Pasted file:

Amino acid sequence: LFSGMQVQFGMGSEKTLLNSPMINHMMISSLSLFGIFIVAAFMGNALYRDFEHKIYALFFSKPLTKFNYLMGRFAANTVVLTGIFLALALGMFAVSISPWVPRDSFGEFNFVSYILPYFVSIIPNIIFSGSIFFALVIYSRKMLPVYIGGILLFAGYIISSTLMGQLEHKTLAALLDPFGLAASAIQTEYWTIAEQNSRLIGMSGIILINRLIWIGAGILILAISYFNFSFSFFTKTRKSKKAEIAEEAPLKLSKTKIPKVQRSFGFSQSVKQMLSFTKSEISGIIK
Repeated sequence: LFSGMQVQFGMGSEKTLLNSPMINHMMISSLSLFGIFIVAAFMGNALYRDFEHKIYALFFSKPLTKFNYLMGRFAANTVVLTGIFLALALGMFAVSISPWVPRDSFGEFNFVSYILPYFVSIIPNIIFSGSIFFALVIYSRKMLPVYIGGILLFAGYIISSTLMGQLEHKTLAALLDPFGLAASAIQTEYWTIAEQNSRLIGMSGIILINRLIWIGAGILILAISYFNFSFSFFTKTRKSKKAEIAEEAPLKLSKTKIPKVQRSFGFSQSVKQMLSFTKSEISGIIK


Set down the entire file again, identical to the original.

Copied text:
Amino acid sequence: LFSGMQVQFGMGSEKTLLNSPMINHMMISSLSLFGIFIVAAFMGNALYRDFEHKIYALFFSKPLTKFNYLMGRFAANTVVLTGIFLALALGMFAVSISPWVPRDSFGEFNFVSYILPYFVSIIPNIIFSGSIFFALVIYSRKMLPVYIGGILLFAGYIISSTLMGQLEHKTLAALLDPFGLAASAIQTEYWTIAEQNSRLIGMSGIILINRLIWIGAGILILAISYFNFSFSFFTKTRKSKKAEIAEEAPLKLSKTKIPKVQRSFGFSQSVKQMLSFTKSEISGIIK
Repeated sequence: LFSGMQVQFGMGSEKTLLNSPMINHMMISSLSLFGIFIVAAFMGNALYRDFEHKIYALFFSKPLTKFNYLMGRFAANTVVLTGIFLALALGMFAVSISPWVPRDSFGEFNFVSYILPYFVSIIPNIIFSGSIFFALVIYSRKMLPVYIGGILLFAGYIISSTLMGQLEHKTLAALLDPFGLAASAIQTEYWTIAEQNSRLIGMSGIILINRLIWIGAGILILAISYFNFSFSFFTKTRKSKKAEIAEEAPLKLSKTKIPKVQRSFGFSQSVKQMLSFTKSEISGIIK